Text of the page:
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Hypothyroidism (underactive thyroid) is a condition where your thyroid gland doesn't produce enough hormones. It affects up to 15% of Americans, and is 6 times more common in women than men.

Untreated hypothyroidism can cause a number of health problems, including high cholesterol, heart disease, infertility and depression. A few simple blood tests can help diagnose hypothyroidism.

Diagnosing Hypothyroidism

Are you feeling especially fatigued or have unexplained weight gain? If your provider suspects that you may have hypothyroidism based on your symptoms, past medical history, and family history, they will ask you to complete an initial blood test screening for thyroid stimulating hormone (TSH).

How We Administer TSH Tests
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Our Partner Lab

$21 (insurance accepted)

We partner with Quest Diagnostics to administer the TSH and thyroxine tests (pricing may vary in NY).

Lab of Your Choice

Pricing may vary

Getting Your Lab Results
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Your Alpha Provider will contact you to discuss the results of your TSH test and next steps. If your TSH level is elevated, in combination with other risk factors, your provider will ask you to repeat the TSH and thyroxine (free T4) blood tests to confirm whether you have underactive thyroid before prescribing medication. The tests can be completed via:

Our Partner Lab

$21 (insurance accepted)

We partner with Quest Diagnostics to administer the TSH and thyroxine (free T4) tests (pricing may vary in NY).

Lab of Your Choice

Pricing may vary

Already Diagnosed with Hypothyroidism?
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We can treat you with just the initial TSH test.

Get the Treatment You Need

The standard treatment for hypothyroidism is synthetic thyroid hormone, levothyroxine. This medication is FDA-approved.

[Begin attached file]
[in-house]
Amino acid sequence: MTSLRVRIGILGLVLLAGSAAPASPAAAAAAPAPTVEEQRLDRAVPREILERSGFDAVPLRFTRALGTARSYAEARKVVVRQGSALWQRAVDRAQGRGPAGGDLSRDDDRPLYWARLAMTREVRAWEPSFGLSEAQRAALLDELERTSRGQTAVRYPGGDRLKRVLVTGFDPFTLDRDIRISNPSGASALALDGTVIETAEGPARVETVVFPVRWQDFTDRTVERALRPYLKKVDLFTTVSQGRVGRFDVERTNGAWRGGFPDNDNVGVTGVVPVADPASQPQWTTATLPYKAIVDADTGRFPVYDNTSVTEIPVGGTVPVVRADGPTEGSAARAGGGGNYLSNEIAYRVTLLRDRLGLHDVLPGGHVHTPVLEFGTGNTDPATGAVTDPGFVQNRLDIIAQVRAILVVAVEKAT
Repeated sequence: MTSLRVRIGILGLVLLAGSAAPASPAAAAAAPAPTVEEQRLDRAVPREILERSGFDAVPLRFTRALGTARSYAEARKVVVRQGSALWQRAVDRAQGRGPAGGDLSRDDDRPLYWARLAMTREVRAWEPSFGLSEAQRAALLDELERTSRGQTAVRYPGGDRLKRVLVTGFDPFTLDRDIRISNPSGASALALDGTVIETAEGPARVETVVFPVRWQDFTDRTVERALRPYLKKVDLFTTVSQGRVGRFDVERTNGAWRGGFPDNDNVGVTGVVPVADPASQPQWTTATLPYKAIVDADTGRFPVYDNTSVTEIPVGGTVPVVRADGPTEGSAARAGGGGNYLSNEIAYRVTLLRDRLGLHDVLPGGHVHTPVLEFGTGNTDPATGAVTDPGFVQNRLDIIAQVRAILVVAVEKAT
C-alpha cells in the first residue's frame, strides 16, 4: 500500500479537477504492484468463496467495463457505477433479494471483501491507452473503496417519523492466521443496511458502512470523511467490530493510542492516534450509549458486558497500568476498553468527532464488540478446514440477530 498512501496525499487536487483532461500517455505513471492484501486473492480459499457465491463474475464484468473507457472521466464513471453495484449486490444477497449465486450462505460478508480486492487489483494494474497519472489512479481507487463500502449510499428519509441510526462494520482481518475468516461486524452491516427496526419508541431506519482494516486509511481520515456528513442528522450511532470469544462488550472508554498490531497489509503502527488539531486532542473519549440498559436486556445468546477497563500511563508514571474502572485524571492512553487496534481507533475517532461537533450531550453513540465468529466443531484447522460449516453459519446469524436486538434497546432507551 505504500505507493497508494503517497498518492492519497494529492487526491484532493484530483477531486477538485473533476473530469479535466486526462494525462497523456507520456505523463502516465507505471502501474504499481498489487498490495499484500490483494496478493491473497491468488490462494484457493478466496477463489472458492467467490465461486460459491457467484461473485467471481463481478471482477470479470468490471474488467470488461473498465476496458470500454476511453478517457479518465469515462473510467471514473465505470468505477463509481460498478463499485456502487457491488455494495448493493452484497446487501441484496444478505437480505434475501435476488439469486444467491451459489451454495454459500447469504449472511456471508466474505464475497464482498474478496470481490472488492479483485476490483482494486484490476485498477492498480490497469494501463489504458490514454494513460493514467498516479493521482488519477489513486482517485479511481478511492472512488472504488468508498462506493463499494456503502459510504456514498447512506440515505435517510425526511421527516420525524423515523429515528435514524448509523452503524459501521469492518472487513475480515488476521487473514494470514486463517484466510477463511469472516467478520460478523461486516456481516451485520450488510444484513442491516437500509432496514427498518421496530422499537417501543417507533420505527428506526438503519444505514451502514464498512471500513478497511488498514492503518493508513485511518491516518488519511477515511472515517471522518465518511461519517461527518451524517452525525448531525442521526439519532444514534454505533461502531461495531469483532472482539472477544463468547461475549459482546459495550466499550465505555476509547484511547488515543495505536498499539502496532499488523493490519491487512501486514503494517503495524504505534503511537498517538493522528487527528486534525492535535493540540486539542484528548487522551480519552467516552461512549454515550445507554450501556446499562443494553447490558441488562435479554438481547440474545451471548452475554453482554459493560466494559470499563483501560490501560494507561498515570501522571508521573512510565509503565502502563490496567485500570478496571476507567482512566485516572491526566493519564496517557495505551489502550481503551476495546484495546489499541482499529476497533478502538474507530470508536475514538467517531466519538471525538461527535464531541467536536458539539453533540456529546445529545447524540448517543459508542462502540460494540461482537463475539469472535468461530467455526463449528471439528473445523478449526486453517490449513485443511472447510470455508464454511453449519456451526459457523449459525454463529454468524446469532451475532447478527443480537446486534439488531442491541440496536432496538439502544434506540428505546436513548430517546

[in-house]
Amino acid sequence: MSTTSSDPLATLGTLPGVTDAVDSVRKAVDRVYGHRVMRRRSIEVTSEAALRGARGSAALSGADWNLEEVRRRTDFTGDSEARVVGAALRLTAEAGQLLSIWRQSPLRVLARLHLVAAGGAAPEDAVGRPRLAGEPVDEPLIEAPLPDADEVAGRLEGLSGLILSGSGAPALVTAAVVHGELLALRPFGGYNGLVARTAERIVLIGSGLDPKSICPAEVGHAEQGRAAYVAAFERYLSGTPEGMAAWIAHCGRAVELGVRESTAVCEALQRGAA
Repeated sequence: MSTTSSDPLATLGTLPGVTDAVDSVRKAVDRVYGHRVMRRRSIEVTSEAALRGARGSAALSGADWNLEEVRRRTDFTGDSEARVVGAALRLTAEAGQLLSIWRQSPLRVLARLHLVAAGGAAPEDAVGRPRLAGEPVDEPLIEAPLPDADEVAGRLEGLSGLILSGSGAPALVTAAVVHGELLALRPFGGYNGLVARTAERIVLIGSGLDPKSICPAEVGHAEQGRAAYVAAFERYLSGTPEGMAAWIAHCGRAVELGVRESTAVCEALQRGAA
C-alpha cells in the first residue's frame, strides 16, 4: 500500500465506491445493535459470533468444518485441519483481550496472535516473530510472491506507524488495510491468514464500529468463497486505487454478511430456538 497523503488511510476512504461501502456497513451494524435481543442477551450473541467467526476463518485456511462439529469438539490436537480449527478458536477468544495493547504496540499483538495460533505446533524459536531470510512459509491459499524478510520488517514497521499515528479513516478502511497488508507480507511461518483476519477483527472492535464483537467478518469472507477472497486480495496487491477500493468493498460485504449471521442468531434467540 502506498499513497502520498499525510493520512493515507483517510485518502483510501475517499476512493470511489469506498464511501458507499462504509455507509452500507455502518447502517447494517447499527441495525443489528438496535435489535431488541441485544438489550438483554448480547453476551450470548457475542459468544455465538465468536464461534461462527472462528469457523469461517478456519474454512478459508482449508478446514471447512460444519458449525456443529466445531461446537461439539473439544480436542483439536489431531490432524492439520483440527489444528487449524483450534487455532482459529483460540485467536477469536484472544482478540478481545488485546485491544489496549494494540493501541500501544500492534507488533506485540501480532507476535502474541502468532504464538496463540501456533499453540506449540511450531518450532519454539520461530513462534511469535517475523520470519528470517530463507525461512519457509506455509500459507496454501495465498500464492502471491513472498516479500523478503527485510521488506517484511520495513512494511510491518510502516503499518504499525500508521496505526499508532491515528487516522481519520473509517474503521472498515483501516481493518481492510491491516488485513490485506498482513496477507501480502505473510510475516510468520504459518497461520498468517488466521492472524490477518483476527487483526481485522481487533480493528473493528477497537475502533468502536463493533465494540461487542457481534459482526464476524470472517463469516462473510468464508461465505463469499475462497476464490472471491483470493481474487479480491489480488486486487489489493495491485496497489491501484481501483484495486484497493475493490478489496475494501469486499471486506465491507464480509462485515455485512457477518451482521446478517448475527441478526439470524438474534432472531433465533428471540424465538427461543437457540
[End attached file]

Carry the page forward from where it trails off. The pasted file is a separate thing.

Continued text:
Synthetic Levothyroxine
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Hypothyroidism is treated by replacing the hormone that your own thyroid can no longer make. This oral medication is used daily to restore adequate hormone levels, thus reversing the signs and symptoms of hypothyroidism like weight gain, cholesterol levels, and fatigue.

Treatment with levothyroxine will likely be lifelong. After 6 to 8 weeks of initiating treatment, your provider will ask you to complete another TSH test to adjust the dosage if needed. Once you have reached the appropriate dosage, you’ll likely repeat the test in 6 months, and then subsequently once a year.

  • Levothryoxine
  • Synthroid

Your Alpha Provider can help you find the right dose of treatment that is simple, safe, and effective.

Get Treated
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Learn About Hypothyroidism

Do you have hypothyroidism? What causes it and what are the risk factors?

Symptoms & Causes
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  • fatigue
  • weight gain
  • a puffy face
  • trouble tolerating cold
  • joint and muscle pain
  • constipation
  • dry skin
  • dry, thinning hair
  • decreased sweating
  • heavy or irregular menstrual periods
  • fertility problems
  • depression
  • slowed heart rate
  • goiter


  • Hashimoto’s (autoimmune) disease or inflammation of the thyroid
  • Congenital hypothyroidism (hypothyroidism that is present at birth)
  • Surgical removal of part or all of the thyroid
  • Radiation or iodine treatment of the thyroid
  • Medications
Risk Factors
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Women are much more likely than men to develop hypothyroidism. The disease is also more common among people older than age 60.


  • have had a thyroid problem before, such as a goiter
  • have had surgery to correct a thyroid problem
  • have received radiation treatment to the thyroid, neck, or chest
  • have a family history of thyroid disease
  • were pregnant in the past 6 months
  • have Turner syndrome, a genetic disorder that affects women
  • have Down’s Syndrome
  • have other health problems, including: Sjögren’s syndrome, a disease that causes dry eyes and mouth; pernicious anemia, a condition caused by a vitamin B12 deficiency; type 1 diabetes; rheumatoid arthritis, an autoimmune disease that affects the joints; systemic Lupus Erythematosus, a chronic inflammatory condition
  • a family history of thyroid disease
  • a family history of autoimmune disease, e.g., type 1 diabetes, rheumatoid arthritis, multiple sclerosis

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